As you may pick up from the previous thread i live in cheltenham. I had been doing some planting work near my parental home in Surrey. The clients needed a landscaper to do the longer bits of work - fencing, driving machines etc. I suggested someone i had worked with before and they went ahead and worked with him.
The clients asked this contractor to build a dry stonewall to create a flatter area of lawn. The wall was built in June of last year.
This wall collapsed on Monday after the heavy April rain. The contractor is now saying that the rain was exceptional and the wall needed some drainage which he did not allow for at the time as he could not build the wall to account for the high volumes of rain that we had... He says he will fix it, which will take a week, but wants some money towards the cost of it as these are exceptional circumstances. The client has taken the opposite opinion.
What are your thoughts? Is it the contractors responsibility to fix the wall....and how should things proceed?
I attached a picture of the wall standing and on the floor.
I am obviously involved, being the introducer.
Not if you like dry stone walling and like discussing such things. :)
I have been involved in a lot of retaining walls over the years and can tell you instantly that there is no way that wall would stay stood up. No way...even without heavy rain. Look at the relief of the soil behind it. Its very steep and all the contractor has done is slap a single skin of stone straight onto it. A wall over a metre tall needs footings and needs a layer behind. If i was building a wall like this id cut well back into the slope and concrete block a wall then face with with the walling stone. The concrete component would have a decent poured footing and likely reed bars vertically amongst the block for added strength. All of the support would be in this part of the wall. Behind this id allow for drainage and then backfill with gravel NOT compacting fully with soil.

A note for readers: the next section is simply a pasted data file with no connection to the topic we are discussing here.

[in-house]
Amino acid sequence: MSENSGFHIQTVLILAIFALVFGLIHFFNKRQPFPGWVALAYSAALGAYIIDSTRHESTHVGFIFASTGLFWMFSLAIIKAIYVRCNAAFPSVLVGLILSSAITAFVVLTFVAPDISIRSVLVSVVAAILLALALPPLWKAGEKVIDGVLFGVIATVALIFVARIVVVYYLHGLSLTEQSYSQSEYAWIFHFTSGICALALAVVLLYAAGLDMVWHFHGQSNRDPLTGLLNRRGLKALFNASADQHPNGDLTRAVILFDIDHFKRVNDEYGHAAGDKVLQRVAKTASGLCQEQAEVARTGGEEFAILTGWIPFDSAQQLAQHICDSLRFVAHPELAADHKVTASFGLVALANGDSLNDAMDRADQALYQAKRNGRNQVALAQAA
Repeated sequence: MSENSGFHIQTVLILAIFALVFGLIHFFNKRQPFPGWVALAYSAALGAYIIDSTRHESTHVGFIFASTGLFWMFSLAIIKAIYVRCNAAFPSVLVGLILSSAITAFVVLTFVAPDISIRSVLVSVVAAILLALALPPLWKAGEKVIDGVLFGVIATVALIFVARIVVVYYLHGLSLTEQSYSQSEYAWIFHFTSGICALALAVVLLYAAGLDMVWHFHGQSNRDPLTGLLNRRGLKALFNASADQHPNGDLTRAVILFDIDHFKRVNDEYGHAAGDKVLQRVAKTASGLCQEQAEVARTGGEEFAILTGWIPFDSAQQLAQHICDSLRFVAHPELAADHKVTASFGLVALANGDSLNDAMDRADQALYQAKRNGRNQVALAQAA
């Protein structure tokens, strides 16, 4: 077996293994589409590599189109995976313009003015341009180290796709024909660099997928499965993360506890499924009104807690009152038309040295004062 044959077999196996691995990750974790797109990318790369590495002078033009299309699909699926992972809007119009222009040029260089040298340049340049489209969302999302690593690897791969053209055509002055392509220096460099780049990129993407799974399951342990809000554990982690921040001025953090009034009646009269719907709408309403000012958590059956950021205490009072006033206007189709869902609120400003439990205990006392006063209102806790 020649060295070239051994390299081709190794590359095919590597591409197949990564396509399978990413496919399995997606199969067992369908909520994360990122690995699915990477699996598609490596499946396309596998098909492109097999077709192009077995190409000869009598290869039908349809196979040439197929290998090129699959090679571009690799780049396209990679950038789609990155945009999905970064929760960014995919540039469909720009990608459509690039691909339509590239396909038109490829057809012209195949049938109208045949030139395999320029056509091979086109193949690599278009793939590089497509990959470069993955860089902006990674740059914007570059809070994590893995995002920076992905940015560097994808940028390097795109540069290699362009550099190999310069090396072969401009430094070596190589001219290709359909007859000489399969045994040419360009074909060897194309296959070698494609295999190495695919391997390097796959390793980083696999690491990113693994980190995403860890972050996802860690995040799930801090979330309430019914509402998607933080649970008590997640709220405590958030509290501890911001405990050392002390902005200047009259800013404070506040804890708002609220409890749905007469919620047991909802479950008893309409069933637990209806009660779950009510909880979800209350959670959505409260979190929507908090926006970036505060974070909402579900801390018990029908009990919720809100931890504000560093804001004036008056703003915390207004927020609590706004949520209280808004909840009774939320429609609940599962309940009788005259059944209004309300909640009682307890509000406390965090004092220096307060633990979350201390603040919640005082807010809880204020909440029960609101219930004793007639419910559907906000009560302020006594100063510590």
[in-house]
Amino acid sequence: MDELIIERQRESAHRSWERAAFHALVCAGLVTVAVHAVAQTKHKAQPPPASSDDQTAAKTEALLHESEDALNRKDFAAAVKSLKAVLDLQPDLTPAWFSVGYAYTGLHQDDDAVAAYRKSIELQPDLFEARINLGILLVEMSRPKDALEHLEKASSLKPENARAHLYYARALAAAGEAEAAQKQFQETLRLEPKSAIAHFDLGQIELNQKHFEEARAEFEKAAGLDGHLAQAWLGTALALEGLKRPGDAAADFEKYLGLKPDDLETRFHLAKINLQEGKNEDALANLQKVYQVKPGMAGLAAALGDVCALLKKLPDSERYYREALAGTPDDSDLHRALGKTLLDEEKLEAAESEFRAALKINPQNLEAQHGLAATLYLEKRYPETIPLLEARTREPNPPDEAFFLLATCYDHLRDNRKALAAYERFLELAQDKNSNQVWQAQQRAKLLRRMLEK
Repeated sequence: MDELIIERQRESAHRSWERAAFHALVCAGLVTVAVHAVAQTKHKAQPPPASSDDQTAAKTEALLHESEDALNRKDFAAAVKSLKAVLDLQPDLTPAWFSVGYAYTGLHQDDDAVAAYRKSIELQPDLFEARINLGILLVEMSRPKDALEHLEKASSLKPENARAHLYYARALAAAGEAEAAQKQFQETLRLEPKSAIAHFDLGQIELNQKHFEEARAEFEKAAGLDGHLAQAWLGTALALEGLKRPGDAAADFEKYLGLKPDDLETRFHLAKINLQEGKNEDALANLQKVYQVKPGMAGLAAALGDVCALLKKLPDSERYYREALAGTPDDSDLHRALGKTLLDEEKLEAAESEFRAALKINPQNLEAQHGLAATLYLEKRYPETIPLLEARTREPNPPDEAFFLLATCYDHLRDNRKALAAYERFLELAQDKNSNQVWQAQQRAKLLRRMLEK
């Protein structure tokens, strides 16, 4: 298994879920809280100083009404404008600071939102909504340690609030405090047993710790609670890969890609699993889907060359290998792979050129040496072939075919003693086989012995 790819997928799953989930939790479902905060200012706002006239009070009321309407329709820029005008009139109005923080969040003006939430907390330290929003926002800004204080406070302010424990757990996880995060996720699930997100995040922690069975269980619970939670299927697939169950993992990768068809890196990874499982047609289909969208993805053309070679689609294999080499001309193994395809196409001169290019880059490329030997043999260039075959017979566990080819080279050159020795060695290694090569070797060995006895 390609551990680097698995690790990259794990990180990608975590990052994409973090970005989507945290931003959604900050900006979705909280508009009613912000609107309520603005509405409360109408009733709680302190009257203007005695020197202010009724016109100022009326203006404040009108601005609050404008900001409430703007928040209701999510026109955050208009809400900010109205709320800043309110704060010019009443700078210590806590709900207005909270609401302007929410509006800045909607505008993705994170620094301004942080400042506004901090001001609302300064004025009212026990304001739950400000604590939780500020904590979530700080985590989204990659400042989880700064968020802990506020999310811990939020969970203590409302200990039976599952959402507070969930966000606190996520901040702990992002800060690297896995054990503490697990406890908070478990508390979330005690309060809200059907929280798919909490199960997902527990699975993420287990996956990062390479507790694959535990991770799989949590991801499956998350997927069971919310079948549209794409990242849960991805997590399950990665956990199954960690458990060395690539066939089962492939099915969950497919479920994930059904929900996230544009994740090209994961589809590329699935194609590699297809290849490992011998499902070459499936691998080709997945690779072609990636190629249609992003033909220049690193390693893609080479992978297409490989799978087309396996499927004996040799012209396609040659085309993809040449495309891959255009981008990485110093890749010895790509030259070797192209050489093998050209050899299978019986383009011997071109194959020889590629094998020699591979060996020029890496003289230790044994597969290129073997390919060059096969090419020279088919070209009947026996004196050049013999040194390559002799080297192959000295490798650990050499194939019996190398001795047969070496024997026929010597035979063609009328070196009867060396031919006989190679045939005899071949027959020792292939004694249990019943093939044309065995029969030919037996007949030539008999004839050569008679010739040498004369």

From the awful rains of 2007 ive even seen well built retaining walls come down. Honestly, a 'wall' like this has no chance at all..it more a rockery than a retaining wall. take a look at any construction drawings for retaining walls and youll see how lacking this is.
Sorry not to have seen this post before. I speak as Secretary of the South West Engalnd Branch of the DSWA and one who walls professionally
From what I can see of the stone in the picture it appears to be facing stone only and much of it trace walled. I would expect to see stones turned length ways into the bank and a much deeper section of wall. When walls like this do go then you should expect to see a mass of rear packing lying over the facing stones which get buried as the wall tips. Don't see this in the photo. Dry stone retaining walls do work and last for many years but are comparatively massive structures. As mentioned above the footings need to be wide and then the stones tied back in a firm bank with consolidated fill. By consolidated I mean hand placed packing not just a poured type 1 fill. The packing/ hearting must 'lock' as the wall settles as well as provide mass. Different styles around the country. Some have double skins with longer stones straight through into the bank whilst others are faced but again stones long ways into the bank. If drainage is a problem then a french drain can be placed behind but being porous the walls will usually drain naturally in any case. Cosmetically in the pictures it looks good but ....... that's not what keeps a wall up. In Dry Stone walling Terms retaining wall come under the advanced skills tab. A list of professional dry stone wallers and their qualifications can be found at www.dswa.org.uk although of course there are other very good wallers who may not appear. They will have a good reputation so ask locally for recommendations - not so easy in an area where dry stone walling is not common. Hope this helps add a little in the way of info. Good book is Dry Stone Walling A Practical Guide BTCV Publications useful if you want to check specs, or have a project to mange
I'm late on this but really ... I can't believe that guy built that. Thats just a skin over some dirt, not a retaining wall! I hope they got the guy to pay someone competent to do the work.
Thats not a wall. Its a bank of soil clad with stones. did the guy arrive on a horse?
I agree with most of the comments on here. It looks very pretty but was just a pile of stones not a wall. A bank that high and with a steep bank in front needed to be a retailing wall. I hope your client can work this out as they shouldnt be paying anymore.
Looks like trace walling to me